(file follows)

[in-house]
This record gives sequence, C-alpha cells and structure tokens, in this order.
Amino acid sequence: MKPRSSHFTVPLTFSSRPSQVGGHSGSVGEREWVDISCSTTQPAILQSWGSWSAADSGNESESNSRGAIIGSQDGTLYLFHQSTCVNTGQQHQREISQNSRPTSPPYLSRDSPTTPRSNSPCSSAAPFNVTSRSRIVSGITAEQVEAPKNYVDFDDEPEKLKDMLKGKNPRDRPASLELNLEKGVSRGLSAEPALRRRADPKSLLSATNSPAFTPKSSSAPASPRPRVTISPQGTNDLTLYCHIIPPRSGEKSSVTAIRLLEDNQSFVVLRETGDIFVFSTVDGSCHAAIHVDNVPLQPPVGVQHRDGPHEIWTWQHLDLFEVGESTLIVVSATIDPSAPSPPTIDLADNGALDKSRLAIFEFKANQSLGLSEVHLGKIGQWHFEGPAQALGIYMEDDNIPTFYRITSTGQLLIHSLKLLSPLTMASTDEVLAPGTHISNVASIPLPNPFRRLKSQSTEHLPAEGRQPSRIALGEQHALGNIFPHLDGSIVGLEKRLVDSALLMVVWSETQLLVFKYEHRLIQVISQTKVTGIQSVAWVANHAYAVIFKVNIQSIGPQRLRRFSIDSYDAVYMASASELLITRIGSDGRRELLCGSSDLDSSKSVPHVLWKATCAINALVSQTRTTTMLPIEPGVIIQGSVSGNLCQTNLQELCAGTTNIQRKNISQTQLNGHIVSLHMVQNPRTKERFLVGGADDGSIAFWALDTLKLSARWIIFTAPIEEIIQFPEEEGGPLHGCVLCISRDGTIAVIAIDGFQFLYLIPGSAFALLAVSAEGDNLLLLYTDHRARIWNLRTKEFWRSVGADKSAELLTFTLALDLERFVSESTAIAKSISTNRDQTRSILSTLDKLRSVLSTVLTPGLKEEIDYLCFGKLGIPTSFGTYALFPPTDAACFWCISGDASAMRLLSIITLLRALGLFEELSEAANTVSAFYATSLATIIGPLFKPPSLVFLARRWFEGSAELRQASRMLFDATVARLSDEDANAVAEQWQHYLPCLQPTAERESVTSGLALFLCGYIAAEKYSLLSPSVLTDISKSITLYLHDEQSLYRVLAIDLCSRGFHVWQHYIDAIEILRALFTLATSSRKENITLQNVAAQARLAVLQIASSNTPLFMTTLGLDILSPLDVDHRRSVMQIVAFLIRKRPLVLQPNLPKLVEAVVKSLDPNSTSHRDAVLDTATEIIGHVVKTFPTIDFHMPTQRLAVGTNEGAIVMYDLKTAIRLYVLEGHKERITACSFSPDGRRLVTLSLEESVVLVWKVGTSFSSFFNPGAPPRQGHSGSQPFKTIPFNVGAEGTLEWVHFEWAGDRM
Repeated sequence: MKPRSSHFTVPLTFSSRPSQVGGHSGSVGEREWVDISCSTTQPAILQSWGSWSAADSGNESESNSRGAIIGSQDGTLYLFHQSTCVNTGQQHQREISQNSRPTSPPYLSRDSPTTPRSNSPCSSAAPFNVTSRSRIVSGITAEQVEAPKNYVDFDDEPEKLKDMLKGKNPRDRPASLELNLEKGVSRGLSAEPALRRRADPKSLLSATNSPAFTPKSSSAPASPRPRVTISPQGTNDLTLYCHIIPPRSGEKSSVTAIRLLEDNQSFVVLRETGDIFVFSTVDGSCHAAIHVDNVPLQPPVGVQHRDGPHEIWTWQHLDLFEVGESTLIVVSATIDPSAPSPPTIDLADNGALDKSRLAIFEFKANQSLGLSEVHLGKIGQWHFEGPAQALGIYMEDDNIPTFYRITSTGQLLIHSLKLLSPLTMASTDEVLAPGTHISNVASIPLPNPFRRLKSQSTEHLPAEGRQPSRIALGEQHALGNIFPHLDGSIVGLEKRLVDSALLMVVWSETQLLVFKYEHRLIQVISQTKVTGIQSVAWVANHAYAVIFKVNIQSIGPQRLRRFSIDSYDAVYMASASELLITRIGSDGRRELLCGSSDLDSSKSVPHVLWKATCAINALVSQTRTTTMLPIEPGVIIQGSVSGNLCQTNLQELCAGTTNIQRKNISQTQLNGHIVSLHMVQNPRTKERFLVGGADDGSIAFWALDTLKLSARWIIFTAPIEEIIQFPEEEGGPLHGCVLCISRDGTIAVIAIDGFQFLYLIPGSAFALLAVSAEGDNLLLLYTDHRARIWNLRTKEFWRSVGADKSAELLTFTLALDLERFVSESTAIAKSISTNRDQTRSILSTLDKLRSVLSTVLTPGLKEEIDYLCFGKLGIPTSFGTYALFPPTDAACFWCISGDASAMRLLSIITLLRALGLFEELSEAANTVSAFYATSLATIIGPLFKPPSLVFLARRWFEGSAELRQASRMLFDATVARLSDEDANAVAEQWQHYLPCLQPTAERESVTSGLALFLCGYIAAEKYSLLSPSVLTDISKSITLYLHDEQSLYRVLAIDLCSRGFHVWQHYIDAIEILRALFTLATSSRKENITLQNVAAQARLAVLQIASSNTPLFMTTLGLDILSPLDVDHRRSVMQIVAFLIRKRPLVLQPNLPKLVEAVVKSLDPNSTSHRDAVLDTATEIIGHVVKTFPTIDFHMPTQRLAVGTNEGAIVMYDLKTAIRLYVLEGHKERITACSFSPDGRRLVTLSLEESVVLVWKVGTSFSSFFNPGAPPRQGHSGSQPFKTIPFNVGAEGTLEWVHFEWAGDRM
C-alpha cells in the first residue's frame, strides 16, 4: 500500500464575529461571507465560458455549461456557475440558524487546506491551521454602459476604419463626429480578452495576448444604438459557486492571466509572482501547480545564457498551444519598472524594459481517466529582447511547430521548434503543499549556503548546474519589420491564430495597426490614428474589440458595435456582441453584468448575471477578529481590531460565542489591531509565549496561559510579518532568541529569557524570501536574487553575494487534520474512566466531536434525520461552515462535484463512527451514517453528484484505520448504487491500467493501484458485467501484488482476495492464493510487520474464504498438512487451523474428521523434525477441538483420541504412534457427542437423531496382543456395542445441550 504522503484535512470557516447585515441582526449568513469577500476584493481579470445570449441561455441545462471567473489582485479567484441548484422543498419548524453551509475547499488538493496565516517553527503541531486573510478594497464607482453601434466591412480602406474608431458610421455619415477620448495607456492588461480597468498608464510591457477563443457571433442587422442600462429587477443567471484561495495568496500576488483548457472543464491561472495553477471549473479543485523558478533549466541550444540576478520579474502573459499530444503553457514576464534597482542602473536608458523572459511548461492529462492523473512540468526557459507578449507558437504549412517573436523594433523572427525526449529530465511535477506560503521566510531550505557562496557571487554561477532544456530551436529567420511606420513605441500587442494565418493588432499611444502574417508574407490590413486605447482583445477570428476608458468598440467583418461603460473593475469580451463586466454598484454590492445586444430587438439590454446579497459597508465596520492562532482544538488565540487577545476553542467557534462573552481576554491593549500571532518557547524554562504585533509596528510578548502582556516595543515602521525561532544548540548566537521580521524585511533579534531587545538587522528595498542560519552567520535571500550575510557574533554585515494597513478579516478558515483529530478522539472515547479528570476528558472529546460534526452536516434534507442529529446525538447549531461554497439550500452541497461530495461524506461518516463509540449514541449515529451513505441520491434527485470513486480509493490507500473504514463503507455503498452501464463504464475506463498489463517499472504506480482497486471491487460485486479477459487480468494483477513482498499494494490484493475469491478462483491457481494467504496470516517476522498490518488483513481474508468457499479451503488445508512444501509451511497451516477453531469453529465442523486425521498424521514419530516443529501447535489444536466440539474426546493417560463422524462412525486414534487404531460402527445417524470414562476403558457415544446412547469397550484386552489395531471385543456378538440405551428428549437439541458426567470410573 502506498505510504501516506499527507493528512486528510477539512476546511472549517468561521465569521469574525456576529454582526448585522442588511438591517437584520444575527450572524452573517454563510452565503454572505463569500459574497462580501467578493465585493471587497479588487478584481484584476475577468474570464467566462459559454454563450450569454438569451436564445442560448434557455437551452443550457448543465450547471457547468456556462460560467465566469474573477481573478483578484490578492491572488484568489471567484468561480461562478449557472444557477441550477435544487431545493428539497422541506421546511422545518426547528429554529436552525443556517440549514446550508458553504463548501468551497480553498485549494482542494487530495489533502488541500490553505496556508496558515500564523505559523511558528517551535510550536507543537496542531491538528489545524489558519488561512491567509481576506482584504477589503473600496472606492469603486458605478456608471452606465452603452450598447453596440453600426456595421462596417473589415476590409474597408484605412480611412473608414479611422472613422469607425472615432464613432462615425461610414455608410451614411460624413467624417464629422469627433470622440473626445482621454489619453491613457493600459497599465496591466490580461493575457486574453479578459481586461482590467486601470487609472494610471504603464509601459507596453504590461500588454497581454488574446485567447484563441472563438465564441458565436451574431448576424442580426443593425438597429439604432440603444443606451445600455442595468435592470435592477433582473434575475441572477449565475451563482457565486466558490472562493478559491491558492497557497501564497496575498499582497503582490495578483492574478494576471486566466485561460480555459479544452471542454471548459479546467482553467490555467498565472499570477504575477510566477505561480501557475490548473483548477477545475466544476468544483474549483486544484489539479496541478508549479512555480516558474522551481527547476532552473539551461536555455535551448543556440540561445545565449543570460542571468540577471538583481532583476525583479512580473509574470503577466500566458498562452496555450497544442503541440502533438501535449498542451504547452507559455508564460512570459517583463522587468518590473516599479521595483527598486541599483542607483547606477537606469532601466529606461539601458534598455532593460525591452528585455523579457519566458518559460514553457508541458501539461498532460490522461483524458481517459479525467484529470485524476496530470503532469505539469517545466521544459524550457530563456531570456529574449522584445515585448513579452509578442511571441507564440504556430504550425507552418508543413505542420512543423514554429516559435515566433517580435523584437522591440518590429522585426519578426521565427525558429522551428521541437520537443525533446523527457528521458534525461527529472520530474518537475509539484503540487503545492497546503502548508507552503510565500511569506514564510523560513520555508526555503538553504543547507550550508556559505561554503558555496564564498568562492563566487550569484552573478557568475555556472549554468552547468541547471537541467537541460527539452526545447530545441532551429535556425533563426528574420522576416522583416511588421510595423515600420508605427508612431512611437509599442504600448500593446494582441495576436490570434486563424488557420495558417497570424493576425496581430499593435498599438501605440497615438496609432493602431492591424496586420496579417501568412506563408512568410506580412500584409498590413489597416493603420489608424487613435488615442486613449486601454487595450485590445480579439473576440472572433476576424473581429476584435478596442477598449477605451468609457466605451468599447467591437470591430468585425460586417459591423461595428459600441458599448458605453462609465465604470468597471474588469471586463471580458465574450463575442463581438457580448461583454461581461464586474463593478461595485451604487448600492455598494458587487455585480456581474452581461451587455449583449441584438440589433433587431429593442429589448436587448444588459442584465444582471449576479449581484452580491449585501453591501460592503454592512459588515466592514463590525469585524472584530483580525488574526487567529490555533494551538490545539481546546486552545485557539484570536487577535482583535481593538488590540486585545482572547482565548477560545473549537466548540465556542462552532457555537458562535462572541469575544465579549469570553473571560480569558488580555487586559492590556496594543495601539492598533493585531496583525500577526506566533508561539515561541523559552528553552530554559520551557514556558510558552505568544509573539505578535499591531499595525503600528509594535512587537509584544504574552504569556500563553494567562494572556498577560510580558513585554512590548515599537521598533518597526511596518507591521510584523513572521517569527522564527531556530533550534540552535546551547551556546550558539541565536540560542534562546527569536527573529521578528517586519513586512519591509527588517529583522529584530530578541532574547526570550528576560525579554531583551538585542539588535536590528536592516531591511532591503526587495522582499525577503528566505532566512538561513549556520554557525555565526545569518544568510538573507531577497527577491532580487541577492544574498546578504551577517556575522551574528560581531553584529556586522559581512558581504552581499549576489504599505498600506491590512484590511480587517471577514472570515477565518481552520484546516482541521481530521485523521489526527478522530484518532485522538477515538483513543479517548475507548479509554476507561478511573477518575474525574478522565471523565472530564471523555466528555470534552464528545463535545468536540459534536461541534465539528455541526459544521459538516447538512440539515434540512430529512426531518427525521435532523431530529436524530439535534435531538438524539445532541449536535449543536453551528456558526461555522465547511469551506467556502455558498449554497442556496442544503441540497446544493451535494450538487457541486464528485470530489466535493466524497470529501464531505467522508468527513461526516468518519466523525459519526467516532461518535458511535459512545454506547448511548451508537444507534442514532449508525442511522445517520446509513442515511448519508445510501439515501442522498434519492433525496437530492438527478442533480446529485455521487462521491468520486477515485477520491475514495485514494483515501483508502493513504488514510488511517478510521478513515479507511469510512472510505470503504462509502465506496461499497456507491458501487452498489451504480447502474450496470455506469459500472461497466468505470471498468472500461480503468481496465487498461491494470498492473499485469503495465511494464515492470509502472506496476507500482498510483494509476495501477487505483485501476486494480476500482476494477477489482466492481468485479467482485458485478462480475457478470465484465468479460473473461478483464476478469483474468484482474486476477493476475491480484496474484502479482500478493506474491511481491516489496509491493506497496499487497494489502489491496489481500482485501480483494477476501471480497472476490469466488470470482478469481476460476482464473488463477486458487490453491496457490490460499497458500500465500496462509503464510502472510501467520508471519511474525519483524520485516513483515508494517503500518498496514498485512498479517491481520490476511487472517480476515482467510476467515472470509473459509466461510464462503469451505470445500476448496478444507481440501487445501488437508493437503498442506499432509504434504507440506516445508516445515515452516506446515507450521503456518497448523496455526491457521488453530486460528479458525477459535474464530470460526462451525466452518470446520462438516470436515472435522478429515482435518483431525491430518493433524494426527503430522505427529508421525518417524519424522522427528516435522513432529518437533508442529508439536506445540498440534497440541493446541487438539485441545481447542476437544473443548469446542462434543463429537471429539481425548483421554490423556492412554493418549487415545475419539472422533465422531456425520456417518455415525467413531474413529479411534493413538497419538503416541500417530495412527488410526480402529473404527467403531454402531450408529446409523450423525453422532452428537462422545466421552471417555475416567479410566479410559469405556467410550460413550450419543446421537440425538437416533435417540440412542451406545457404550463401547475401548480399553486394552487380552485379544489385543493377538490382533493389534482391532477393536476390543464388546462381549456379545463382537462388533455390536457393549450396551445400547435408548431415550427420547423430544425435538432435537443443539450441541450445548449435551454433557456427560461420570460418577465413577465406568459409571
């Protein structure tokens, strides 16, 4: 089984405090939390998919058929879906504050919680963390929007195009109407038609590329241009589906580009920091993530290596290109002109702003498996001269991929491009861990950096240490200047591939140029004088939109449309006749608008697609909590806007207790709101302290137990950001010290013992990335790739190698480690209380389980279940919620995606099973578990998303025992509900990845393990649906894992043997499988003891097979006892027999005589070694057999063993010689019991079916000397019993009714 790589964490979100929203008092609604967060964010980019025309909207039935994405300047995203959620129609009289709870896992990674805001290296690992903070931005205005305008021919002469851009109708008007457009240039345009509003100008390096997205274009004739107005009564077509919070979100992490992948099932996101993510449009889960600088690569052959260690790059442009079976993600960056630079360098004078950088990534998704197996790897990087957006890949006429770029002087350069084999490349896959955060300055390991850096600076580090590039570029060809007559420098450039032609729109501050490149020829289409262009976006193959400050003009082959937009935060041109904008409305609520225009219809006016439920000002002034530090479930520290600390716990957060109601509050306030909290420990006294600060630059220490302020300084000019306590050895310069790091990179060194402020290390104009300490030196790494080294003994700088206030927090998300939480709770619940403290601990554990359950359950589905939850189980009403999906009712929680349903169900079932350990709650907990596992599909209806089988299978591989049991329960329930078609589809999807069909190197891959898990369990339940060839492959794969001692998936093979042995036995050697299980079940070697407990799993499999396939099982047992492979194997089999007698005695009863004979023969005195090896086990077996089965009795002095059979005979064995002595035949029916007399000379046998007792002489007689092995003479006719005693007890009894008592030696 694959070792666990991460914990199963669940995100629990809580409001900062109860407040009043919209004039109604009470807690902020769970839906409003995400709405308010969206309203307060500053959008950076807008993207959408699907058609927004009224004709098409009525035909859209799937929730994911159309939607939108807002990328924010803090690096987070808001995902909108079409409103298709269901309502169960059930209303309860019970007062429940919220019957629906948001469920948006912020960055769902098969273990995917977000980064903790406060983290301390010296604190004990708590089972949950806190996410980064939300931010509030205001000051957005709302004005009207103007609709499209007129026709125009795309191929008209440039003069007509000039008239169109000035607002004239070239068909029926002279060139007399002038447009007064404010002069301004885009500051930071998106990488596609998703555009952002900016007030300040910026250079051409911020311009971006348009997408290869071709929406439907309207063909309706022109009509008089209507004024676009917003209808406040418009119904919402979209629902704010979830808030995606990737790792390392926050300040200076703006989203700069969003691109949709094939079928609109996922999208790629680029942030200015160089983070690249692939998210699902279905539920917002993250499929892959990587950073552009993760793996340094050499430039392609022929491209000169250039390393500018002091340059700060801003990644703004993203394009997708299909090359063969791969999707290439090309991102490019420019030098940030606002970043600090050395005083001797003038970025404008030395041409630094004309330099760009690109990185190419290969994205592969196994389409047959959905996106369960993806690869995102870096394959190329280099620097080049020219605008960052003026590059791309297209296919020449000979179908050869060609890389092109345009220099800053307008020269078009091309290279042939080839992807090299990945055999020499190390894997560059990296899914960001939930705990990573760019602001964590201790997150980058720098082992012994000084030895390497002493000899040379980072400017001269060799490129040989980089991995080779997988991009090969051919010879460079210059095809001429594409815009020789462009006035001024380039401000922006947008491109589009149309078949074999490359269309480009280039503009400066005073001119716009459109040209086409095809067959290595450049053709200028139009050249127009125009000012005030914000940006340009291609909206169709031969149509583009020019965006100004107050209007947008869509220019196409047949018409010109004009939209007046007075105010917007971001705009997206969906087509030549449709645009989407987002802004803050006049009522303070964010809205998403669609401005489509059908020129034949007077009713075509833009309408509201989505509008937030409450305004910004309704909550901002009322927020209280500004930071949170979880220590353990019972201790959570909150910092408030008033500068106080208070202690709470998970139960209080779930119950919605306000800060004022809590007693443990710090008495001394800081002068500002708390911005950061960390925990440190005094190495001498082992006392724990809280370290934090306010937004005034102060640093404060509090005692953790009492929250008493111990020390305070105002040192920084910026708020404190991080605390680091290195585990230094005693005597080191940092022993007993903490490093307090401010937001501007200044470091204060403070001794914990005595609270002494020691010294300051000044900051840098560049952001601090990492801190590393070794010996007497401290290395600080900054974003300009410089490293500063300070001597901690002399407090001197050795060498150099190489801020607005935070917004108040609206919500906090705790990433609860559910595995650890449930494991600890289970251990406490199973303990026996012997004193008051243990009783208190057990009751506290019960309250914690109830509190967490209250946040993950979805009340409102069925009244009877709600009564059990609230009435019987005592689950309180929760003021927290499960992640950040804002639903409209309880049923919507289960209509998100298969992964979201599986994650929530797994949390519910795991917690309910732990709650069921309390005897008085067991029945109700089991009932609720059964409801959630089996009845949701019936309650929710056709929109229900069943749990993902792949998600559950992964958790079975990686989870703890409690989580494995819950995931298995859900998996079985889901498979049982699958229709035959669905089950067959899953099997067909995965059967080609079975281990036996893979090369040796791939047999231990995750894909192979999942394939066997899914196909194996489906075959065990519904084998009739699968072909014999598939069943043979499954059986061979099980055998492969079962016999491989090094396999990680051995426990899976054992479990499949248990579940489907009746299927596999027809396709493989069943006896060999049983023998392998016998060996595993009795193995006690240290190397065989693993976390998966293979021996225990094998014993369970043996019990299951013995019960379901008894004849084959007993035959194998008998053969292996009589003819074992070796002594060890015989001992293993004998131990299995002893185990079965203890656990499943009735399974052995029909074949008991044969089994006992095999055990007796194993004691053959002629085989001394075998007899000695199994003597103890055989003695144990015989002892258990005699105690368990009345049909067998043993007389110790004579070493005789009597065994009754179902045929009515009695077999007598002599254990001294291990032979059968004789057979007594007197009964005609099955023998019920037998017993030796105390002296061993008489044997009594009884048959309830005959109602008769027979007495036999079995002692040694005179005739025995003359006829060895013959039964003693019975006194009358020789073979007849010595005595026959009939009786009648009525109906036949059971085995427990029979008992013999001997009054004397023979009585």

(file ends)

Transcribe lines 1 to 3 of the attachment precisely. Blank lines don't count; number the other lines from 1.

[in-house]
This record gives sequence, C-alpha cells and structure tokens, in this order.
Amino acid sequence: MKPRSSHFTVPLTFSSRPSQVGGHSGSVGEREWVDISCSTTQPAILQSWGSWSAADSGNESESNSRGAIIGSQDGTLYLFHQSTCVNTGQQHQREISQNSRPTSPPYLSRDSPTTPRSNSPCSSAAPFNVTSRSRIVSGITAEQVEAPKNYVDFDDEPEKLKDMLKGKNPRDRPASLELNLEKGVSRGLSAEPALRRRADPKSLLSATNSPAFTPKSSSAPASPRPRVTISPQGTNDLTLYCHIIPPRSGEKSSVTAIRLLEDNQSFVVLRETGDIFVFSTVDGSCHAAIHVDNVPLQPPVGVQHRDGPHEIWTWQHLDLFEVGESTLIVVSATIDPSAPSPPTIDLADNGALDKSRLAIFEFKANQSLGLSEVHLGKIGQWHFEGPAQALGIYMEDDNIPTFYRITSTGQLLIHSLKLLSPLTMASTDEVLAPGTHISNVASIPLPNPFRRLKSQSTEHLPAEGRQPSRIALGEQHALGNIFPHLDGSIVGLEKRLVDSALLMVVWSETQLLVFKYEHRLIQVISQTKVTGIQSVAWVANHAYAVIFKVNIQSIGPQRLRRFSIDSYDAVYMASASELLITRIGSDGRRELLCGSSDLDSSKSVPHVLWKATCAINALVSQTRTTTMLPIEPGVIIQGSVSGNLCQTNLQELCAGTTNIQRKNISQTQLNGHIVSLHMVQNPRTKERFLVGGADDGSIAFWALDTLKLSARWIIFTAPIEEIIQFPEEEGGPLHGCVLCISRDGTIAVIAIDGFQFLYLIPGSAFALLAVSAEGDNLLLLYTDHRARIWNLRTKEFWRSVGADKSAELLTFTLALDLERFVSESTAIAKSISTNRDQTRSILSTLDKLRSVLSTVLTPGLKEEIDYLCFGKLGIPTSFGTYALFPPTDAACFWCISGDASAMRLLSIITLLRALGLFEELSEAANTVSAFYATSLATIIGPLFKPPSLVFLARRWFEGSAELRQASRMLFDATVARLSDEDANAVAEQWQHYLPCLQPTAERESVTSGLALFLCGYIAAEKYSLLSPSVLTDISKSITLYLHDEQSLYRVLAIDLCSRGFHVWQHYIDAIEILRALFTLATSSRKENITLQNVAAQARLAVLQIASSNTPLFMTTLGLDILSPLDVDHRRSVMQIVAFLIRKRPLVLQPNLPKLVEAVVKSLDPNSTSHRDAVLDTATEIIGHVVKTFPTIDFHMPTQRLAVGTNEGAIVMYDLKTAIRLYVLEGHKERITACSFSPDGRRLVTLSLEESVVLVWKVGTSFSSFFNPGAPPRQGHSGSQPFKTIPFNVGAEGTLEWVHFEWAGDRM